September 18, 2019 - 12:05pm

Today the Social Market Foundation launched a report that claims to reveal an unrecognised but “critical” dimension of politics:

…while there is a clear ‘Left-Right’ dimension to the structure of the ideologies in the data, there is also another critical dimension at play. This is apparent in two ideological clusters that are defined by low confidence in societal institutions such as parliaments, major companies and the press… Based on their low trust in institutions we label these types as ‘anarchists’.
- Mirko Draca
Credit: Social Market Foundation

They then explain that by “anarchist” they’re not referring to “a particular strand of radical, syndicalist politics” but to “the questioning of existing institutions that is characteristic of current populist politics.”

The authors are right to identify trust versus mistrust in the establishment as an important dividing line in our troubled politics. However, the labels used – “anarchist”, and the opposing “centrist” – is misleading.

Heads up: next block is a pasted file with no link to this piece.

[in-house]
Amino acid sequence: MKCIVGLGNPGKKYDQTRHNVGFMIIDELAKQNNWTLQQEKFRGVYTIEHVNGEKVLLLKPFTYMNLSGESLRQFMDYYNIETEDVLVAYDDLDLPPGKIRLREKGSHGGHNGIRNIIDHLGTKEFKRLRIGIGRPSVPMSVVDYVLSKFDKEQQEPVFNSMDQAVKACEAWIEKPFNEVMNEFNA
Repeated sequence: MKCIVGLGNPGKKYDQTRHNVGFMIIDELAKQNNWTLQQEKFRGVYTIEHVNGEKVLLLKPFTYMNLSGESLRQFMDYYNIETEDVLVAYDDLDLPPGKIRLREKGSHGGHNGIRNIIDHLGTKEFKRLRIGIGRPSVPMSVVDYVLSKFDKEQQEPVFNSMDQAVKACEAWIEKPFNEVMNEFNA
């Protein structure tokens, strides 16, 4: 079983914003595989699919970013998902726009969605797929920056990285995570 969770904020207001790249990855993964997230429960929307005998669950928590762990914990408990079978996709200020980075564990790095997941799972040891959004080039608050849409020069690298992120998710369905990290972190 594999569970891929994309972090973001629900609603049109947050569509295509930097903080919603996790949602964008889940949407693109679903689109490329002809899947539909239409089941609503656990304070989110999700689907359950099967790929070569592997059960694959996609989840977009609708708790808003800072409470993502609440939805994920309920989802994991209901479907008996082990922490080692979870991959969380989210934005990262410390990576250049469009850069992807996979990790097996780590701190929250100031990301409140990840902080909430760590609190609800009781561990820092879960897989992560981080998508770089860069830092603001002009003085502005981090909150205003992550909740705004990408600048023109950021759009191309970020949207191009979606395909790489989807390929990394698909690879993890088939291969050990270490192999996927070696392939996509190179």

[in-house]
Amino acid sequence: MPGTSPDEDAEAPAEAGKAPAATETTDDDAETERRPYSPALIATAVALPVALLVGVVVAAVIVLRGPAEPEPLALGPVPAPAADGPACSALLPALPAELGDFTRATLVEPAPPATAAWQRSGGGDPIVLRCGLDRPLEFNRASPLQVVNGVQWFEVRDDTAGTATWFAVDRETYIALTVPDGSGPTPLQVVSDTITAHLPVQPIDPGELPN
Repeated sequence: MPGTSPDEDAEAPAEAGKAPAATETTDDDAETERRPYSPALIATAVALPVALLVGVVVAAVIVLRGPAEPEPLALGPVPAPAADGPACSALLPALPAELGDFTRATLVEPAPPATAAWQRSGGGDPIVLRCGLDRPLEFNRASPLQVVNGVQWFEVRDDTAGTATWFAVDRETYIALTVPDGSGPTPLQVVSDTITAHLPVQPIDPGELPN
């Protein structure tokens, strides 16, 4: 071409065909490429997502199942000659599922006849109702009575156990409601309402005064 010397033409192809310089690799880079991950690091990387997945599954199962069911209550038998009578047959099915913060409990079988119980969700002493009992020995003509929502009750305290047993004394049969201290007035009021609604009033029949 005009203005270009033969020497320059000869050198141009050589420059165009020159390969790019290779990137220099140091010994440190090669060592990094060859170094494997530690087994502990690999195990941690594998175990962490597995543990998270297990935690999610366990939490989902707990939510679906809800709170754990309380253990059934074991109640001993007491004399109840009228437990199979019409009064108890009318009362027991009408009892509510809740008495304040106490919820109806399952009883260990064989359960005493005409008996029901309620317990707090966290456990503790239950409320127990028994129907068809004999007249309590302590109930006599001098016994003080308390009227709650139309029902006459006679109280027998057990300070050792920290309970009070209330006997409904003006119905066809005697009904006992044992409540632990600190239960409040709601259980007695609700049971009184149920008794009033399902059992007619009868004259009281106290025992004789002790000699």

As I argue here, the real anarchists in our society are the powerful institutions – whether governmental, commercial, or cultural – that have unleashed waves of chaos on the rest of society:

Globalisation, financialisation, automation, immigration, military intervention and, in Europe, transnational integration. With case-by-case variations, these have been presented as part of an ‘open’, liberal and centrist political agenda – when in fact they add up to a series of disruptions whose costs and benefits are unequally distributed.
- Peter Franklin

Our political and business leaders aren’t centrist and they’re certainly not moderate – they believe in ‘moving fast and breaking things’.

The real divide in the electorate is therefore between those of us who are most exposed to the chaos and those who are insulated – or even benefit – from it.

Peter Franklin is Associate Editor of UnHerd. He was previously a policy advisor and speechwriter on environmental and social issues.